Wednesday, February 22

Une étrange aventure de Lemmy Caution

I set some very lofty goals for the Knitting Olympics, failing to take into account a visit from my mother this past weekend - I barely got a stitch in during her time here. There are projects I intended to finish that still haven't been touched (Lady Eleanor, sleeves for Rogue...) so I think I'll extend this crusade indefinitely. Must finish 6-month-old projects! Post-Olympics I'll try not to start any new projects... but no promises.

So, progress on those neglected pieces that have gotten some attention:
Ohhh these socks are so close to being done, I can feel it. I took this picture yesterday afternoon - now I'm almost almost to the toe. These socks fit VERY snug, which I like, but I'm hoping they'll loosen up a bit after washing. I find the structure and tailoring very pleasing, and the pattern is simple enough to knit without thinking about it (but the resulting sock is still interesting). Bravo, Grumperina!

Butterfly is looking a little rumpled, due to prolonged behind-the-pillow storage (I caught someone chewing on it when it was just stored in my purse). But aside from that, she's definitely moving along. I ordered the specific Rowan beads all the way from the UK, which probably wasn't necessary, but they're sooooo pretty. I also went down a needle size, to US7, because I figure the lace will block to my shape anyway. I'll focus on this once the sock is done.

Tina is ready to be blocked (or mangled by tiny claws):

Tina shawl from Fiddlesticks in Daffodil Zephyr
I've heard of many techniques for blocking in small spaces, but a) I have no carpet, and b) my mattress isn't big enough... and I need to sleep on it, anyway. So I might bring it out to Brian's house, where there's ample room and ample carpet. I need about 50 more pins, though - this shawl is a beast. A soft, gorgeous beast.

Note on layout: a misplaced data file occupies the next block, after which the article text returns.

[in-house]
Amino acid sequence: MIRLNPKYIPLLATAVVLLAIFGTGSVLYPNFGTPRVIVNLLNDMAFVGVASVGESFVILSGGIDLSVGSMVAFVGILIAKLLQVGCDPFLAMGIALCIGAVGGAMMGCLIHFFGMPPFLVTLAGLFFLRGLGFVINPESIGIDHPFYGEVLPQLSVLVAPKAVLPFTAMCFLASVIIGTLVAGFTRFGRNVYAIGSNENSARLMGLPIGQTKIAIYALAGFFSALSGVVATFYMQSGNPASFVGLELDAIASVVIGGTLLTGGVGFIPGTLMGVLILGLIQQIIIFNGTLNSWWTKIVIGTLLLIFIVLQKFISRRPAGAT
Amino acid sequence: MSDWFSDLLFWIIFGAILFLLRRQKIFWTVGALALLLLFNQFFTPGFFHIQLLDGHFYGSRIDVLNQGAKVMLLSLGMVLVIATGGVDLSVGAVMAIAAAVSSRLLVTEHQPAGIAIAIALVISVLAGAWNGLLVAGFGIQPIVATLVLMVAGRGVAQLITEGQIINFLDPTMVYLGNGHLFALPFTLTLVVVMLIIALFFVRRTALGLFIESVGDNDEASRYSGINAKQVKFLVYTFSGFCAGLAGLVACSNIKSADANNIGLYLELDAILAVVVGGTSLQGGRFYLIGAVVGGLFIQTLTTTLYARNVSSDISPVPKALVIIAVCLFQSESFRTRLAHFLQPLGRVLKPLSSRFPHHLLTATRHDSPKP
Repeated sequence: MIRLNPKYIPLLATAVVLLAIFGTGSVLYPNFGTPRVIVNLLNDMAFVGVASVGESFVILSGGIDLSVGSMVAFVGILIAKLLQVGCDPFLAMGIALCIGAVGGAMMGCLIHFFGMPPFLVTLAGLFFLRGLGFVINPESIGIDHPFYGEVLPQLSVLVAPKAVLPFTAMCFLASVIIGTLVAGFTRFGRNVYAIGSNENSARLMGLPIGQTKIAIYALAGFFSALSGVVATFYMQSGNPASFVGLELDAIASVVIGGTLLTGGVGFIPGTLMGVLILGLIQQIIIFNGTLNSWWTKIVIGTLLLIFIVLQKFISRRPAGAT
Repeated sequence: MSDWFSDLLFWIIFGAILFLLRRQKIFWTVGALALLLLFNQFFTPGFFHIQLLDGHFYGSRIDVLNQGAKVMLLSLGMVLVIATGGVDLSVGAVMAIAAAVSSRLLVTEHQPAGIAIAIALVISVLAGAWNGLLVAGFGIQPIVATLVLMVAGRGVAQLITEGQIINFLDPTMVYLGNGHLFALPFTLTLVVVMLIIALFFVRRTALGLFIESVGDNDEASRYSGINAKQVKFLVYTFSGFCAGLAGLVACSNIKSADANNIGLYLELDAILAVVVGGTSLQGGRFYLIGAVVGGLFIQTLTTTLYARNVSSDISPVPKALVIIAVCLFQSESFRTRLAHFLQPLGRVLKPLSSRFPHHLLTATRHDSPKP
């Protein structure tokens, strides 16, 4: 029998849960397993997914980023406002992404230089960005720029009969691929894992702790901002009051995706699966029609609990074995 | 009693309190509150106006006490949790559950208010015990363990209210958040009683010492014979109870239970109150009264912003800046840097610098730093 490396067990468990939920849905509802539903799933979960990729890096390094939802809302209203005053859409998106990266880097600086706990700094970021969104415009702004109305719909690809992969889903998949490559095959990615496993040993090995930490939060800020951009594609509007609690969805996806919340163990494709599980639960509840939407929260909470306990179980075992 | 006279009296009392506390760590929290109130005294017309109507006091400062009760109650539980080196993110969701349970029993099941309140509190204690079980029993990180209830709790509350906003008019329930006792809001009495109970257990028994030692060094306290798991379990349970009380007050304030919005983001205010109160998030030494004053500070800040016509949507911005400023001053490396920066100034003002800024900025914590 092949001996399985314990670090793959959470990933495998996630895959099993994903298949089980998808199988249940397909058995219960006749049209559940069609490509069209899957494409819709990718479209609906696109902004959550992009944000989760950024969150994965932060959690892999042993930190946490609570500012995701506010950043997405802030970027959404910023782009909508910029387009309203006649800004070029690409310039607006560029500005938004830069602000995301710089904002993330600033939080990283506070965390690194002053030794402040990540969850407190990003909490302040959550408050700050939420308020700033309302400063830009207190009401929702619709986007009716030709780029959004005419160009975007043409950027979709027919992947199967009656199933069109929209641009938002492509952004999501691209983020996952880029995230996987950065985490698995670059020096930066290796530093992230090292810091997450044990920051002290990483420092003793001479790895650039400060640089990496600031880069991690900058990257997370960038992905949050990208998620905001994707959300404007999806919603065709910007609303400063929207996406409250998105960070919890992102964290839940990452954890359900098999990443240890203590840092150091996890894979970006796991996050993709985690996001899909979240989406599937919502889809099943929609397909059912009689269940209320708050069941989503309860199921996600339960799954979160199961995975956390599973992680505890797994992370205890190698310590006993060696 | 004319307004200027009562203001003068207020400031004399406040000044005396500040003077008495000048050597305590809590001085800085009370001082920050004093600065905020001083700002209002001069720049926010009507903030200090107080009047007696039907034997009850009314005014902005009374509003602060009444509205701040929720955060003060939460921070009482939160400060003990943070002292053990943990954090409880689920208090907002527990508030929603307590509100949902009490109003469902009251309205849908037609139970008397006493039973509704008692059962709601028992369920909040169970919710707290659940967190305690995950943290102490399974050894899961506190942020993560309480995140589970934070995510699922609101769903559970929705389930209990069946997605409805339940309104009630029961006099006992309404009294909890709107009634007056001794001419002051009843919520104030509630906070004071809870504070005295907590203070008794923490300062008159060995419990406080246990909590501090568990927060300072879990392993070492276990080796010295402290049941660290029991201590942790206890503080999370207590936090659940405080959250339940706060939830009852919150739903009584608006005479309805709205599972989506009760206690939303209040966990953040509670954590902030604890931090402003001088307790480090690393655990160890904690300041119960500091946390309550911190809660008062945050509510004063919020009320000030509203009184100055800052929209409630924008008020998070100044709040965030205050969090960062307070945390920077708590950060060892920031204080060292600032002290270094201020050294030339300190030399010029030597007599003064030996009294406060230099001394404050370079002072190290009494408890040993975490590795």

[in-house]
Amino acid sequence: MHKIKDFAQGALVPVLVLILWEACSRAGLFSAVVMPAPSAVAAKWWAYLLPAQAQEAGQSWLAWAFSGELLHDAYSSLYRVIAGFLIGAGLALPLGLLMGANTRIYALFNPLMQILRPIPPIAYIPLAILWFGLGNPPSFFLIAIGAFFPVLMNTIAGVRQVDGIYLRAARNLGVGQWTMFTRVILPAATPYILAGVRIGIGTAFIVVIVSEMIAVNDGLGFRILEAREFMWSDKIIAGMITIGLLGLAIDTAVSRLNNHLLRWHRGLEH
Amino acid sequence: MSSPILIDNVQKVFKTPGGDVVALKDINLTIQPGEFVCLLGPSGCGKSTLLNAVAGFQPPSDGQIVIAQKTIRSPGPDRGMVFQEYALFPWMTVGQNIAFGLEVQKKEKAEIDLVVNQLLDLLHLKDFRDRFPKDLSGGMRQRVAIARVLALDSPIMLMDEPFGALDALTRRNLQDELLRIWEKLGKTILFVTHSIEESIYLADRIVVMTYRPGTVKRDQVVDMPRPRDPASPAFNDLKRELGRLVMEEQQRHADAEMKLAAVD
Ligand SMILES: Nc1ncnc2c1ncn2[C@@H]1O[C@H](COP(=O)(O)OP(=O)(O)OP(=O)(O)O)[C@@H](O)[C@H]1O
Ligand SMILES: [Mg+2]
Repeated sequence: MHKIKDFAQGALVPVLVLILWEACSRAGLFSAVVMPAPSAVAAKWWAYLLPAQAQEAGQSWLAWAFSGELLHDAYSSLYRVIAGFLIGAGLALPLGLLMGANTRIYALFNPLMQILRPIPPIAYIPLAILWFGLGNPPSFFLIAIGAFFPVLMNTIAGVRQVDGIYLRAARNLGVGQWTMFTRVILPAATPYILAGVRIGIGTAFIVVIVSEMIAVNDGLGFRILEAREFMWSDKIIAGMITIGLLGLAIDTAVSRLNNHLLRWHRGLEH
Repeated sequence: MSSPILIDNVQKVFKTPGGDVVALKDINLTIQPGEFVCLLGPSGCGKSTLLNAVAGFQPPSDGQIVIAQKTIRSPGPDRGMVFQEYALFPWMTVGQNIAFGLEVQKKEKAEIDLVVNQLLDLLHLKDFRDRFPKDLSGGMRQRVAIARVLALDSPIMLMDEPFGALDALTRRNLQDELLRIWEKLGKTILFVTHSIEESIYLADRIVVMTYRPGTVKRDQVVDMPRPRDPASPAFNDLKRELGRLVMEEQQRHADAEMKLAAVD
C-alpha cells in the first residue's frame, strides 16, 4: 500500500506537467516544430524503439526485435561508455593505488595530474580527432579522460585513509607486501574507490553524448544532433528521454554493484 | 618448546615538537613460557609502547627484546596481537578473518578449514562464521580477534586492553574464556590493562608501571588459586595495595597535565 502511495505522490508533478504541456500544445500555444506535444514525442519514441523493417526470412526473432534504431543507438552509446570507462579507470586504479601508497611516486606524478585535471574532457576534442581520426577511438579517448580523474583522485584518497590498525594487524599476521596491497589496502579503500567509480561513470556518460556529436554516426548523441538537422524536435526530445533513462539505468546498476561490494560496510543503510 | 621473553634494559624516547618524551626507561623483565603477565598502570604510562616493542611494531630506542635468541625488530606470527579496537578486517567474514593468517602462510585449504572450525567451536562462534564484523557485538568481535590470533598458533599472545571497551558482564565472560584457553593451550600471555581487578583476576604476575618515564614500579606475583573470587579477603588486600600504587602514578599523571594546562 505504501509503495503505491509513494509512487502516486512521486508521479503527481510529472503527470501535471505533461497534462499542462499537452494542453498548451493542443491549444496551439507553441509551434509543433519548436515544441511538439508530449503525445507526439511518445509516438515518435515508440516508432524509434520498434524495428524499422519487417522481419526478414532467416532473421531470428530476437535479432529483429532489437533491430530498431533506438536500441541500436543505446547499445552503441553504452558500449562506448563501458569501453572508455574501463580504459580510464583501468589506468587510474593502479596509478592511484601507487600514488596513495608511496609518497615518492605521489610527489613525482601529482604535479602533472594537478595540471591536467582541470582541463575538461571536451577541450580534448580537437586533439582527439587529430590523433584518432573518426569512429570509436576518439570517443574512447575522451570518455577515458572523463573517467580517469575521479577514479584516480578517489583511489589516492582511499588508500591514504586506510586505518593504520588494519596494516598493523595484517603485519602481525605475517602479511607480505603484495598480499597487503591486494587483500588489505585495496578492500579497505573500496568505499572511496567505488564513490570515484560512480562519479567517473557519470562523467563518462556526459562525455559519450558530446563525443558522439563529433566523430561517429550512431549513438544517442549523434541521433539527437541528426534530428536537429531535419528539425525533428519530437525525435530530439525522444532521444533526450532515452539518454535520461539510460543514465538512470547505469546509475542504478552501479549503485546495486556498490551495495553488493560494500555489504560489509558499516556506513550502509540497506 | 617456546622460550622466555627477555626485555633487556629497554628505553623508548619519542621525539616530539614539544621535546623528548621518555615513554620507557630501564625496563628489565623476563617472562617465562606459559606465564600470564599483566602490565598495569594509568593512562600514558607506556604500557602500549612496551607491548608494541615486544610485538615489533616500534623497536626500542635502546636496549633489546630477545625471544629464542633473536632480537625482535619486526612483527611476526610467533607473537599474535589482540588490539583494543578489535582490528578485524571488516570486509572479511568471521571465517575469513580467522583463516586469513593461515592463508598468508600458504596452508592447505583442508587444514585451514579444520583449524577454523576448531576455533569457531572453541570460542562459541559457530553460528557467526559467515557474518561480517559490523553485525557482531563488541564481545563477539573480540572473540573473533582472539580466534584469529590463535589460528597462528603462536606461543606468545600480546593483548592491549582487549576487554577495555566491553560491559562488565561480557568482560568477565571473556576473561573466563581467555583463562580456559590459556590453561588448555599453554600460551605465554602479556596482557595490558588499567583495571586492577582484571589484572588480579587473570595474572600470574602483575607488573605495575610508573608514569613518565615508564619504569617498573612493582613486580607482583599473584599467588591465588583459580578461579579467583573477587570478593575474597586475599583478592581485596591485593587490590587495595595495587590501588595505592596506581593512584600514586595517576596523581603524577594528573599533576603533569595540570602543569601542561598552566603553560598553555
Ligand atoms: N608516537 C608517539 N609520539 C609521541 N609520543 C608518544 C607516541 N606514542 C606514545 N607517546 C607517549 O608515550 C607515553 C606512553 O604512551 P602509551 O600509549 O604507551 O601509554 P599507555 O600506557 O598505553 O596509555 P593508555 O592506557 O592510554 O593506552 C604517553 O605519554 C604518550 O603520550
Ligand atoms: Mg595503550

Dites donc, c'est pas Alphaville qui faut appeler votre patelin, c'est zéroville!

I'll start by saying that I love French films. I love French in general (after taking two semesters worth last summer) and having a loose grasp of the language makes the films so much better. There are little quirks and subtleties that don't come through in the subtitles. So, about Alphaville: it's a film that wouldn't work if it wasn't French. It's film noir with surrealist tinges. Alphaville, where logic is king and the bible is your dictionary. Where you're executed for crying at your wife's funeral - it's not logical behavior.
I loved the voice of Alpha 60 (or Alpha Soixante) and I loved the voice-over monologues and interrogation scenes. I'm generally not a huge fan of existentialism (then why are you watching Godard, Jenna) but it worked here.

Ohhh Anna Karina, "le joli sphinx." Does she make this film worth watching? Maybe. Yes.